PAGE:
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Taking Control of Conflict

Posted by on 12/14/2015 to Conflict
Taking Control of Conflict
Workplace productivity, employee engagement, and job satisfaction probably aren’t the first things that come to mind when you think about conflict. Since the days of Plato and Aristotle, conflict has been widely recognized as the cause of many struggles, from stress and inefficiency to poor decision-making and employee turnover. Just look these eye-opening statistics:

  • Almost 85% of employees experience conflict at work.
  • Managers spend as much as 40% of their time dealing with conflict.
  • Employees exhaust approximately 3 hours each week in conflict situations.
Yikes! And to complicate things further, wrap your head around this: For all the damage inflicted by excessive conflict, the absence of conflict can breed a culture of mistrust and complacency:

  • According to the management team at Intel, “The only thing worse than too much conflict is no conflict at all.”
  • Former General Electric CEO Jack Welch coined the term “superficial congeniality,” in which everything was “pleasant on the surface, with distrust and savagery roiling beneath.”
Clearly, conflict has been given a bum rap. But conflict itself is not the problem. In fact, it can be the secret to a competitive advantage when it’s harnessed and well-managed. And that starts with education. Rather than attempting to eliminate conflict, equip people with awareness, knowledge, and an effective strategy. That is, awareness of how individuals typically react in conflict situations, knowledge of the consequences that result from those reactions, and finally, the ability to select the most effective strategy for responding to conflict in a productive manner.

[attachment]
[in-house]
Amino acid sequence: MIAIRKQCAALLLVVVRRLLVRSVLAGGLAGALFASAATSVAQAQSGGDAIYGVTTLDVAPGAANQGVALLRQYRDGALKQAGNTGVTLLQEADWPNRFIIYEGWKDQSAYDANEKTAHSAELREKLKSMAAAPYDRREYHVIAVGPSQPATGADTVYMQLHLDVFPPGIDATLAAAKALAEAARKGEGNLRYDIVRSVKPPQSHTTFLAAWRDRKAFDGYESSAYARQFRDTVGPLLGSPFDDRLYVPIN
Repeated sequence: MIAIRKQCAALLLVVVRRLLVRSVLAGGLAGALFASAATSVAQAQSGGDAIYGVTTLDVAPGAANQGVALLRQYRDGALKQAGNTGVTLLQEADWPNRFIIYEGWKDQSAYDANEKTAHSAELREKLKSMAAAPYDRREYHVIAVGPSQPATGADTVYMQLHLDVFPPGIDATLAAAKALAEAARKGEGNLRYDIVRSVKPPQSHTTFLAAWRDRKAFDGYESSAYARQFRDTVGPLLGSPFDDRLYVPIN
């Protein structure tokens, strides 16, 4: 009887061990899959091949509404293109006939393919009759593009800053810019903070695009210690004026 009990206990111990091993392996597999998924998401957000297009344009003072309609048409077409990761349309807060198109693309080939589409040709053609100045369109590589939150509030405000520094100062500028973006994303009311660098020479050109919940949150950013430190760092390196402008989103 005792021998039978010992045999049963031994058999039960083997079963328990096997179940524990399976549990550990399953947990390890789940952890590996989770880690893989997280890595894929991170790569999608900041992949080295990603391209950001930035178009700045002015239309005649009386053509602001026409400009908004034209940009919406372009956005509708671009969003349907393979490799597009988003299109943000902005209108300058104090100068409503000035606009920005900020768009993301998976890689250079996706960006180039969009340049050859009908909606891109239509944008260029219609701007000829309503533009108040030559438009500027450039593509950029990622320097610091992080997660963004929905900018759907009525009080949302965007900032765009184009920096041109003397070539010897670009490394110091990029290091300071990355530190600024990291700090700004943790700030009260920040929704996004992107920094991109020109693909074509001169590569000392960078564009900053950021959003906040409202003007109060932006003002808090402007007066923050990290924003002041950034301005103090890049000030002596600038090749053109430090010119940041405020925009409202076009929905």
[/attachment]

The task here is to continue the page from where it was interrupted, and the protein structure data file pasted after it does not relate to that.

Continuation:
Model Conflict

Theories of conflict have shifted and evolved since Classical Greece. Today, the grid first introduced by psychologists Robert Blake and Jane Mouton in 1964 continues to be the predominant conflict model. A matrix that combines an individual’s degree of concern for work output with his or her degree of concern for people generates five different conflict strategies: Integrating, Compromising, Competing, Smoothing, and Avoiding.

As you may have guessed, Integrating is the ideal strategy for successfully managing conflict on a consistent basis. But even though its problem-solving focus yields positive results, there are times when it’s not possible to invest the energy and collaboration it requires. That’s why it’s important to understand the situation, evaluate the options, and then choose the best-suited conflict strategy.

You don’t have to cringe when you’re in the midst of conflict. With some skill and know-how, you—and your organization—can reap the benefits of conflict done right!

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